Taking the guesswork out of the days of the week: Overall with schedules, especially during traumatic and chaotic times, we’re trying to soothe our brain, reduce decision fatigue, and kinda just operate like robots around the basics. That’s why in my house I decided Monday was clean bathroom day; Tuesday, clean kitchen; Wednesday clean bedroom; Thursday, clean living area; Friday for laundry. Cleaning my home for 15–60 minutes each day has proved surprisingly therapeutic (OMG PS you guys DEFINITELY have to take your rugs and your curtains outside and beat them — best cleaning choice I’ve made), but I didn’t want to wake up and decide which area needed to be cleaned, I just wanted to know, ok, Monday, bathroom day. To the same end, I’ve reduced choices in breakfast and lunch — I’m basically having the same thing every day (this helps a lot with grocery shopping or delivery, too). My boyfriend and I also alternate dinner duties, so if it’s Tuesday, I know it’s my day to figure out what we’re eating; Wednesday, his. We also talk at the start of the day about what we might want to do after dinner, whether it’s read, watch a movie, or something else, so we don’t immediately go into phone zone-out mode after dinner.
Katie Hawkins-Gaar wrote about the benefits of not having many choices right now this week, and I think that insight is sound. So for schedules: Simplify. Shed. Don’t overschedule. If you’re dying to take advantage of all the online classes & gatherings right now, limit yourself to 4 a week. Limitations in a situation of chaos are good. Keep it simple.
Finally, ritualize some elements of your life: I’ve long been a big fan of rituals. I wrote a whole piece on it. Rituals are merely acts performed at a certain time to mark something with intention. As time blends colorlessly, one hour into the next, during this time, you may want to pick 1–2 times during your week where you set up a ritual to mark the time that has passed with intention. These can be pretty simple! Some ideas:
-Friday night cocktail hour. Try a new cocktail every week (er, if you can get the ingredients)
-Appointment TV viewing. Just like the good old days. You can’t watch Schitt’s Creek whenever and binge it all at once; save it for one evening a week and make it special and anticipate it
-Sunday evening journaling session. Write down all that’s happened in the past week and what you’ve learned; make a plan for the next week in your journal. (I have a ridiculous amount of journal prompts here if you need them.)
-A ritual I used to have was my Thursday morning park walk. Every Thursday for two hours in the morning I would walk my favorite park. That park has since closed down, but I’m trying to find a new, regular spot I can go back to get that time again.
-Saturday night reflection date. I created this prompt for couples to check in with each other weekly, during a date night, but it’d work for anybody — roomies, friends, family, even yourself. Sit down with yourself and a nice cuppa something and ask these questions out loud.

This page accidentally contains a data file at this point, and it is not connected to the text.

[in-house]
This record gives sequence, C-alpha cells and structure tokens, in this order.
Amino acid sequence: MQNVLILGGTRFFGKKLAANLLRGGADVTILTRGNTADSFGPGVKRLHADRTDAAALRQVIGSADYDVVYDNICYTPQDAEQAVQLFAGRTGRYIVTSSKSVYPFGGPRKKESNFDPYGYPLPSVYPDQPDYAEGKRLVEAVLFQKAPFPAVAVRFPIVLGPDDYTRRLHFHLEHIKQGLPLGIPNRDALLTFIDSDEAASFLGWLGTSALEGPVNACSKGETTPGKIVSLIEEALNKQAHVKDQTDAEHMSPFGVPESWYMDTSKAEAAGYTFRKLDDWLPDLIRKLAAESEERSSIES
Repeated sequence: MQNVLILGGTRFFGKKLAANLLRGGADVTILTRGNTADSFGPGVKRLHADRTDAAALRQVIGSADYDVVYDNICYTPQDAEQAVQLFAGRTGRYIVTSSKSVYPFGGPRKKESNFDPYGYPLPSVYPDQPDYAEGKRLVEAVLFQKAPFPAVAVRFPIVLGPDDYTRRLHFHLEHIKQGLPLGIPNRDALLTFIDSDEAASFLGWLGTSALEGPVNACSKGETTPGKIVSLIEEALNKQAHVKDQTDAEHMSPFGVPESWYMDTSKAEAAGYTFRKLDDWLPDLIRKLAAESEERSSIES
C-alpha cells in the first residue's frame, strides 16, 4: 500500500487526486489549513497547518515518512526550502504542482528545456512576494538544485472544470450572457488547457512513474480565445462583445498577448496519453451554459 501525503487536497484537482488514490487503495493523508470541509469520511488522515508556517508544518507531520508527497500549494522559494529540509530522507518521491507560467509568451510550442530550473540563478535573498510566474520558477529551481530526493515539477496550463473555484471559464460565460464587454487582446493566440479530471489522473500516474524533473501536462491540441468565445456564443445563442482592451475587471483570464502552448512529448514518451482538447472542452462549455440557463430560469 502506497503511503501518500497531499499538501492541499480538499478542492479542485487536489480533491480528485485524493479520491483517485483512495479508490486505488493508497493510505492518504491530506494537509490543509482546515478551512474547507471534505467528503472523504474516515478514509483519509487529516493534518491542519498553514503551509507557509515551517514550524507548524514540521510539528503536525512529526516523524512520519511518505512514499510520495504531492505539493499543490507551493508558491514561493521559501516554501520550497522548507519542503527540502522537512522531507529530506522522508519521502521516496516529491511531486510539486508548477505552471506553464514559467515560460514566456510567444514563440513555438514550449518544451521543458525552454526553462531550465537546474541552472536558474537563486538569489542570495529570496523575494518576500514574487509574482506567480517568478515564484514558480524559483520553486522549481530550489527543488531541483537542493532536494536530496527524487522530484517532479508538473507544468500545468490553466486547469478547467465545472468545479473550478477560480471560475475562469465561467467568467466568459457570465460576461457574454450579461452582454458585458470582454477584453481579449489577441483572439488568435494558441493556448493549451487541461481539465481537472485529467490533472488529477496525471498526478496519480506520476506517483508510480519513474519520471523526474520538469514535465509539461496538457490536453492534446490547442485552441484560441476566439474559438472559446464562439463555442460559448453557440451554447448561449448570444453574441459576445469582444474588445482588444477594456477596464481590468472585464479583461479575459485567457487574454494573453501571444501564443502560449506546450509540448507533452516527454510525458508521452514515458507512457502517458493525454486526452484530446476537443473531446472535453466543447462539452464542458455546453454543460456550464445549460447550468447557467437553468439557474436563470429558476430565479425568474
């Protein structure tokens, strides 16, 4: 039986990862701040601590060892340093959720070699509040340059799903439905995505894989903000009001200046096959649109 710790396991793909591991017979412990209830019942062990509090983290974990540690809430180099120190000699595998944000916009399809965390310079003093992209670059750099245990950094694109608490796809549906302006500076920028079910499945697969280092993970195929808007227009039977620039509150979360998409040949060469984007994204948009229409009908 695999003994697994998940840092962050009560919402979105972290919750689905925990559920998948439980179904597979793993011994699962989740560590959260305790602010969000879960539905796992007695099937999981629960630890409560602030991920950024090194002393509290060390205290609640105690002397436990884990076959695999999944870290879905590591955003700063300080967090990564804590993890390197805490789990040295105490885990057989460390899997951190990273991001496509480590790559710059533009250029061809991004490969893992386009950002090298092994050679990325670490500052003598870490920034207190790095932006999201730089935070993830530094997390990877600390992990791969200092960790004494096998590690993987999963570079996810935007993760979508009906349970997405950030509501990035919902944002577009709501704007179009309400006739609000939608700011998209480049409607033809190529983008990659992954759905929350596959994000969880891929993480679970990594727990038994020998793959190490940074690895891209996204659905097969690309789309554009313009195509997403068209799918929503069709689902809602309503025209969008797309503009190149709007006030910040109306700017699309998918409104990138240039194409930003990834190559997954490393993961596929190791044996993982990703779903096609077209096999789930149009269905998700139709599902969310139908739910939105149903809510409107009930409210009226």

I recently wrote this over in the Wednesday Wisdom and I think it holds as to why schedules are important in any given parts of our lives, not just during this pandemic — because scheduling for ourselves is a radical act of self-care and healing:
Why is focusing on a set schedule important right now? For some of us who grew up with helicopter parents and then had our brains turned to distracted mush by social media, this may be the first time we’ve had to establish our own routines, structure and focus.
And it can be surprisingly difficult.
But having an intentional, set schedule is the key to making sure we are not spending these weeks in a haze of cable news and Instagram; that we are holding ourselves together; that we continue to establish new normals where we’re able; that we continue to imbue doing, creating and meaning into a situation that is largely out of our control.
Scheduling and having a routine is also a very intentional act of self-care and parenting ourselves, which is really important right now. At our core, we may be feeling like pretty scared children, but as adults, it is our responsibility to take care of ourselves. So we have to be setting structure, routine, and planning elements of our lives for our future selves.
If you’re interested in creating a more intentional way of living, not just of spending the days during social distancing, I’m super excited to announce I’m launching my first-ever online course: Introduction to Intentional Living. This is an 8-module, 8-week, self-paced email course that walks you through the critical steps to creating values-based goals, setting an intentional vision, and understanding and executing the ways you truly want to live.
The waitlist for the course is now open and you can get lots of details here; enrollment for purchasing the course will be from April 8th — 17th; the course and emails will begin April 19th, with emails going out every Sunday evening for 8 weeks.
So here’s to a week ahead full of kindergarten schedules, simplified days, and a ritual or two to give you some much-needed meaning to mark this strange and formless time we are all experiencing together and separately.
If you have schedules, routines, rituals, or just stuff that’s working for you right now, I’d love to hear it. Hit reply to this email and I’ll share your insights and thoughts with the Soother community in the week ahead.